These unplanned “visits” were incredibly challenging. While Sarah could handle the crying, it was the guilt trips leveled at her that finally pushed her over the edge. During one visit, she ignored her mother’s phone calls to be let into the dorm. She simply laid on her bed with her head underneath a pillow. To her horror (although not really to her surprise), campus security was eventually called, which Sarah watched from behind her room’s window. Still, this wasn’t even the last straw. That came when her mother began berating Sarah about her relationship with James, a harangue that culminated with an implicit threat to stop co-signing on Sarah’s student loans. Sarah had finally chosen to call her on this bluff, and act that thankfully coincided with James asking her to move in.
It had all been so fast, and it didn’t seem to be slowing down. During the first month they concentrated on getting the apartment set up, straining the small space despite Sarah’s relatively few possessions. After that, things fell more into a routine. Tangibles like money, and intangibles like experiences, became intertwined; the “I” became “we.” Occasionally, Sarah felt like she was slipping away and losing some part of herself. The experience was often overwhelming and scary, it was also not necessarily bad.
They lived poor, but that was ok. Dark humor became the norm, and it was cathartic and self-preserving. For instance, the car that James drove was a decent one overall, although it had numerous minor defects, such as windshield wipers that had given up long ago. During rainstorms they had to stop at every light and stop sign, and manually move the wipers to clear the windshield of water. Another case involved their weekly grocery shopping runs. During one particular run, Sarah let her financial anxiety get the best of her. She broke down in tears, and staunchly refused to buy anything aside from the cheapest version of each product. This decision, however, eventually came back to bite them both in the ass. The bread they purchased was about as flimsy as the cheap, pathetic toilet paper you’d find inside a highway rest stop. It drooped under the weight of thin layer of jam, and collapsed in upon itself when asked to support a slice of cheese.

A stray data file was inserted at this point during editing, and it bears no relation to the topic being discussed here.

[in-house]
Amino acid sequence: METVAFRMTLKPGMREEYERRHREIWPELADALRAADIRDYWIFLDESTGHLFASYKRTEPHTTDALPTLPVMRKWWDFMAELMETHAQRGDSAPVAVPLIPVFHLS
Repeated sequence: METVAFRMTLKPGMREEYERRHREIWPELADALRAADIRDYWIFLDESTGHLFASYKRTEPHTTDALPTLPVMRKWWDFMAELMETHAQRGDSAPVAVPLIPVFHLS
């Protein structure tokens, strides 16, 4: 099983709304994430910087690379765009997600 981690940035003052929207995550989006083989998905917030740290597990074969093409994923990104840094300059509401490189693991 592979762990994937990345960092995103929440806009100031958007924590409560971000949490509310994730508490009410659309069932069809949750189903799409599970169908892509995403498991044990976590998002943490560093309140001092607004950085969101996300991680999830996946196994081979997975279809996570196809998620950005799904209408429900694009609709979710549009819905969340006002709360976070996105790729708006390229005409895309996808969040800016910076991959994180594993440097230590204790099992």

Experiences like these could have been emotionally trying; however, with James they were always funny. They laughed throughout each economic hardship, establishing a solidarity equal to their destitute state. They also found ways to make their money stretch, to make a social life together possible. One of these included being able to go the movies for free. A mutual acquaintance who worked for one of the local movie chains was able to pass them free tickets at least once a month. This was still far from an ideal situation, as every time they came to the theater he looked ready to jump off a tall bridge.
While they had no money, they also had no responsibilities, and outside of their jobs the world to have potential. Even work didn’t seem completely hopeless. Two weeks after moving in, Sarah began working at a dog daycare called Pooch Pals, which was located a few miles from their apartment. There, her days consisted of largely two things: breaking up chronic dominance humping and cleaning up chronic sharting. The tool of her trade was a trusty pooper-scooper, a blue-handled beauty that she nicknamed Sally. Sometimes in the midst of a particularly grueling shift, Sarah caught herself muttering outrageous things, which she credited to all the bleach and ammonia she was inhaling while on the play floor. “Lets go SALLY!” she once exclaimed, scooping up a particularly odious turd. It seemed that nothing could break her. This even included a trash bag full of liquefied feces, which split open like a pair of too-tight pants after she decided to throw it over the kennel’s fence one evening.
James, on the other hand, was not doing so well. Being older than Sarah, the pressure of a so-called “real job” was more real and immediate. At the end of the summer, he graduated from the University of Minnesota with a BA in Business Administration. He then began aggressively lobbying for his $10-an-hour internship to be converted to full-time employment.
Nothing of the sort however seemed to be the proverbial cards. Each day at work, James hounded his immediate supervisor: a plump, diminutive man with rosy cheeks, watery eyes, slickly-styled hair and a bulbous nose.
“Anything?” James asked one afternoon in early fall, referring to whether or not the man had received confirmation from the company’s higher-ups.
“Sorry man,” the supervisor replied, looking not at all sorry. The two men were sitting in the supervisor’s bland-looking office. It was lunch time, and after responding to James question the supervisor took a huge chomp of a pungent lox bagel, sending cream cheese squirting out onto his shirt’s faded collar.